My sister, who lives in Vancouver, was the first. She had her surgery last October. Unfortunately, it didn’t go very well. The stitching connecting her esophagus to her intestine tore a little bit, forcing her to remain in hospital for some six weeks with half a dozen tubes protruding from various parts of her body as the hole slowly mended itself.

What’s worse, when she eventually left the hospital and started eating again, she discovered that there was nothing, save milk, that she could reliably keep down. There hasn’t been any rhyme or reason to the problem. Yogurt, for example, might be fine one day, but not the next. Same goes for everything else she’s tried. Her condition hasn’t changed, and she has yet to go back to work.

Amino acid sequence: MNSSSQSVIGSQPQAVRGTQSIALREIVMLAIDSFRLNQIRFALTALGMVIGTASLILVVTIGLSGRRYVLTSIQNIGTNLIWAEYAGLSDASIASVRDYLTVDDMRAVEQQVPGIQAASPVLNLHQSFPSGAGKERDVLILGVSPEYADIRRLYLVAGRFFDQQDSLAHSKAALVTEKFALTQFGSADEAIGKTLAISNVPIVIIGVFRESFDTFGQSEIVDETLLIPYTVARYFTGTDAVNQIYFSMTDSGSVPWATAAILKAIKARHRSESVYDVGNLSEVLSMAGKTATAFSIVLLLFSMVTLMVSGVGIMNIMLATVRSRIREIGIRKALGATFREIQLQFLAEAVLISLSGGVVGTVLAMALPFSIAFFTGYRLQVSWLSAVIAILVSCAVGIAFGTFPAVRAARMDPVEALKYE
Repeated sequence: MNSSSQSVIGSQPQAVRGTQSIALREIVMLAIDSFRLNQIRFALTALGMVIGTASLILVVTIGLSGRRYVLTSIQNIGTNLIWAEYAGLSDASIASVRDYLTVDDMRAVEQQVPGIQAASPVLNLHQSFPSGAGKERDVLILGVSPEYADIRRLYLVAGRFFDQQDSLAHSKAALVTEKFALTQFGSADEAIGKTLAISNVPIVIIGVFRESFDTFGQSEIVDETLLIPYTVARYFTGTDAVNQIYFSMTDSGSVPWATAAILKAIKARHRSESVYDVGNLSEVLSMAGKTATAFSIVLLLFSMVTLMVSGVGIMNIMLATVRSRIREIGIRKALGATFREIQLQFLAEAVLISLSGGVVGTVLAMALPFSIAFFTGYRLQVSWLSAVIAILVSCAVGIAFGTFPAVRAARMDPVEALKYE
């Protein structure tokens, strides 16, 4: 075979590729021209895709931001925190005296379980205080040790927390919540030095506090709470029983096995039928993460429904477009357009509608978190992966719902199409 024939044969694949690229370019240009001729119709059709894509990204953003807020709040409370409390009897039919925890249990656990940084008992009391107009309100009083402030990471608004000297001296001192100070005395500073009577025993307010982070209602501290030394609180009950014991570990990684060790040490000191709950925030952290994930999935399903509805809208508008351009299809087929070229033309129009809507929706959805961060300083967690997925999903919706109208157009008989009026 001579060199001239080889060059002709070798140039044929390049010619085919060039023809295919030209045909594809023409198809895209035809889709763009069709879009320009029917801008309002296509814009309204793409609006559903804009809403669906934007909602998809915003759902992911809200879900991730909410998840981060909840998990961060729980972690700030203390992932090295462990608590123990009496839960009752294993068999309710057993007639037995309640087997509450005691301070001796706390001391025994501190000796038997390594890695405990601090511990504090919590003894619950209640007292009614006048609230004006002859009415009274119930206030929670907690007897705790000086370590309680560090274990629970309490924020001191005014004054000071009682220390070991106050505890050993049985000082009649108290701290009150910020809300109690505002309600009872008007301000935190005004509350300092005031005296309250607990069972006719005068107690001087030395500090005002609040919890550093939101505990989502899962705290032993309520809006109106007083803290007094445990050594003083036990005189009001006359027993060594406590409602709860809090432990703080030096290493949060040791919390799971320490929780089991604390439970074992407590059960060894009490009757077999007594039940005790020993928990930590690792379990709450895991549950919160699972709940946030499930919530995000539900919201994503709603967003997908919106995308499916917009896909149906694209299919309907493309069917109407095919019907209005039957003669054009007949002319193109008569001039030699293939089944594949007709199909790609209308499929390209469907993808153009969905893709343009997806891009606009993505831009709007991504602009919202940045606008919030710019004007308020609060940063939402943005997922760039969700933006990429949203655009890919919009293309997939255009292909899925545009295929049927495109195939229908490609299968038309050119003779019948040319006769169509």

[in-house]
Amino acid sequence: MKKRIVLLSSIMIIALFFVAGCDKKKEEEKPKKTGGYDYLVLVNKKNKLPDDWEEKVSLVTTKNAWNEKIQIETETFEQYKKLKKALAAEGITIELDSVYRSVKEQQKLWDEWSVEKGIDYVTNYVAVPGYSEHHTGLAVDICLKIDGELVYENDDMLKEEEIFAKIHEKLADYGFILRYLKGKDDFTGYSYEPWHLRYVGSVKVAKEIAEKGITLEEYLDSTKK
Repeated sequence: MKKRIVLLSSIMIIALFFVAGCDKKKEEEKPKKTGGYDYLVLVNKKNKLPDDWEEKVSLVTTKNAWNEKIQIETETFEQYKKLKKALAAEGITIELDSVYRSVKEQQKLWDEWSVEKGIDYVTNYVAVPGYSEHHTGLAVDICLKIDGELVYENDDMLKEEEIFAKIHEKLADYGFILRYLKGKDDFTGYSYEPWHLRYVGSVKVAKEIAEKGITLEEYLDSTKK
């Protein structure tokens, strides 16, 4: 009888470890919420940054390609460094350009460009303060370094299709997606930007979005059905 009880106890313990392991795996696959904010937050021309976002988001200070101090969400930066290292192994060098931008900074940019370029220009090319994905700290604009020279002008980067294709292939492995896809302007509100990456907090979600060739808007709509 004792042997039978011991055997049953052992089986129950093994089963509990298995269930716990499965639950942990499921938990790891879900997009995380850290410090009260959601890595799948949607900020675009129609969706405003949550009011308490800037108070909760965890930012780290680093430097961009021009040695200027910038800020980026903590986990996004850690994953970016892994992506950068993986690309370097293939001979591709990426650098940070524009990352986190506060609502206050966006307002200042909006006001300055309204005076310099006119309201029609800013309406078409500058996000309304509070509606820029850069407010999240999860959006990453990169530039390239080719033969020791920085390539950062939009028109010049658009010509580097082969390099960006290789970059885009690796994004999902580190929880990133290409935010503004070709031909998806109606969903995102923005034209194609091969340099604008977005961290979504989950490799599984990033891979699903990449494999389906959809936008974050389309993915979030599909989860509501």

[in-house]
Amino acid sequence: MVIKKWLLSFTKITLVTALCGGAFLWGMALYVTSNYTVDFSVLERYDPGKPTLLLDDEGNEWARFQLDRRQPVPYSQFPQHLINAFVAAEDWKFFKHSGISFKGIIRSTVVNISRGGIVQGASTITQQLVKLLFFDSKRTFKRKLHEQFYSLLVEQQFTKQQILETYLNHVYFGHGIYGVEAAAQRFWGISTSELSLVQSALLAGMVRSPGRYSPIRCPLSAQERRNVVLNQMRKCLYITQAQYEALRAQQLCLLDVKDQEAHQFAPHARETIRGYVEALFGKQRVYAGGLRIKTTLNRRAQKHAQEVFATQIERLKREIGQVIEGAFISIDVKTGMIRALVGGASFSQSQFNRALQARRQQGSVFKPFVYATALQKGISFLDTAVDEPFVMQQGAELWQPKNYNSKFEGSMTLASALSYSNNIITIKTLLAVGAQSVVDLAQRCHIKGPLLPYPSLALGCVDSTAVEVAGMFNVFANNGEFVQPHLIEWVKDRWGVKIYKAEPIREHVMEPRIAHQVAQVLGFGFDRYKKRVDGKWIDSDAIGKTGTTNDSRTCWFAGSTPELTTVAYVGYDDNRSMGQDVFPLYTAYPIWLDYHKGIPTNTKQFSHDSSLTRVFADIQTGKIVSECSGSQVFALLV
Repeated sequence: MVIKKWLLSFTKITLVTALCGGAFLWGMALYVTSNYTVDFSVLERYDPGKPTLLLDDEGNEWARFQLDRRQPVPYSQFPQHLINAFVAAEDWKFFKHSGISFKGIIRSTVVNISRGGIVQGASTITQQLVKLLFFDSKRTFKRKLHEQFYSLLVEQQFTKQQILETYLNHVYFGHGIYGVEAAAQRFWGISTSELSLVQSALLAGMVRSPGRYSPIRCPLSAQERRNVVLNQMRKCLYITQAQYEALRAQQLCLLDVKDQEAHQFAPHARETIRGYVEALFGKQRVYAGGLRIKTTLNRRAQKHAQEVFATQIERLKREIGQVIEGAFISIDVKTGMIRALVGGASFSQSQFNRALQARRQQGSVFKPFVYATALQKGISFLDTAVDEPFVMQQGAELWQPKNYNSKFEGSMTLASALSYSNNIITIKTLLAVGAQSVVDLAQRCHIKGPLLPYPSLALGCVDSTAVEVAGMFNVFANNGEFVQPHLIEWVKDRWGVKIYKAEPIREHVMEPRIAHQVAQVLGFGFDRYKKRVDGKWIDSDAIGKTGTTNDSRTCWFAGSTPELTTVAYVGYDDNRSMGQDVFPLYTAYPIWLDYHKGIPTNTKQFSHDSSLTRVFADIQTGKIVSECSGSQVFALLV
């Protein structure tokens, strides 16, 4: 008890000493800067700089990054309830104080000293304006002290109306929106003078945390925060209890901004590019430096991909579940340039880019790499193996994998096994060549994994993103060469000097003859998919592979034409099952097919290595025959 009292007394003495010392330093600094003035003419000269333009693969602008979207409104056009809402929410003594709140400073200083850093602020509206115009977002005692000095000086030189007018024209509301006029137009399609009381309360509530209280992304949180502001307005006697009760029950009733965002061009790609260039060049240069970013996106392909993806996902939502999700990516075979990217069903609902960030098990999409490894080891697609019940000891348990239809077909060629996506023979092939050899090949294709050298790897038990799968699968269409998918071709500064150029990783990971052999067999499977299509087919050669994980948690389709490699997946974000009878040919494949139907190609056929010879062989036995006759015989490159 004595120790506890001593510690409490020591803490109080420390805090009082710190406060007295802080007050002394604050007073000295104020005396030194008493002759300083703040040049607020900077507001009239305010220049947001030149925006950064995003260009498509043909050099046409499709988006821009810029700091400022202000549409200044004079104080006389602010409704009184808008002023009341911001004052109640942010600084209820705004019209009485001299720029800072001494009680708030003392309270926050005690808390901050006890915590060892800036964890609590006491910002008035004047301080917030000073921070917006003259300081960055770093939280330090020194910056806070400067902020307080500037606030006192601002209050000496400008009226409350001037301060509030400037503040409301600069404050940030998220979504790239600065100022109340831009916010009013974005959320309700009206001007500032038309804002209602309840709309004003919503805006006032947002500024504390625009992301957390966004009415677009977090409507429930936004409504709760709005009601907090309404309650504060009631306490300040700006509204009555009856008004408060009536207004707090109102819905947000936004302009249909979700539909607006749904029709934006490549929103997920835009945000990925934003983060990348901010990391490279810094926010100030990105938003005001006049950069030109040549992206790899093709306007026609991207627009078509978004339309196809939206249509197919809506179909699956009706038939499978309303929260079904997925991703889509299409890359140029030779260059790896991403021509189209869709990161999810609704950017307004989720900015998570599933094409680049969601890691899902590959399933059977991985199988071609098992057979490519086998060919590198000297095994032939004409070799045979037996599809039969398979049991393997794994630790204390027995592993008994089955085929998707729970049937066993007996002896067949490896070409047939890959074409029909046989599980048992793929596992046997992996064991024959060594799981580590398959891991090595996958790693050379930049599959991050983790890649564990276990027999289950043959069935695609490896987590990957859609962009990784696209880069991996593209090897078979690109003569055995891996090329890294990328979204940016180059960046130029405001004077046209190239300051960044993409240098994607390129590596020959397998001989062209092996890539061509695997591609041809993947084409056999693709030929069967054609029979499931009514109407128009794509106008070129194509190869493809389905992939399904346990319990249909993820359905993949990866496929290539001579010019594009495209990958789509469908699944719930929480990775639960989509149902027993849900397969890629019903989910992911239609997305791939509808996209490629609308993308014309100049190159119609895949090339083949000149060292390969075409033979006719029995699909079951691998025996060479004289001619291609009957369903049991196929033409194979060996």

Conversely, a cousin of mine had the surgery done in Saskatoon in January, and reports from my stepfather indicate that the procedure went flawlessly. Apparently she was out of the hospital in a week and she didn’t seem to be having serious problems with any of the foods she tried.

Alas, there’s no telling how things will turn out for me. I’ve been told by just about everyone, including my genetic counsellor, my doctors, and my nutritionist, that the after-effects of the surgery vary from individual to individual.  

On the bright side, my surgeon is apparently one of relatively few to have studied HDGC. In fact, she’s performed several prophylactic gastrectomies already. We’ve been told by several MDs—including a friend of ours who happens to be a gastroenterologist—that if they had to have the surgery, they’d want her to do it.

Clearly, I’m in good hands. Whether that’s enough is anyone’s guess.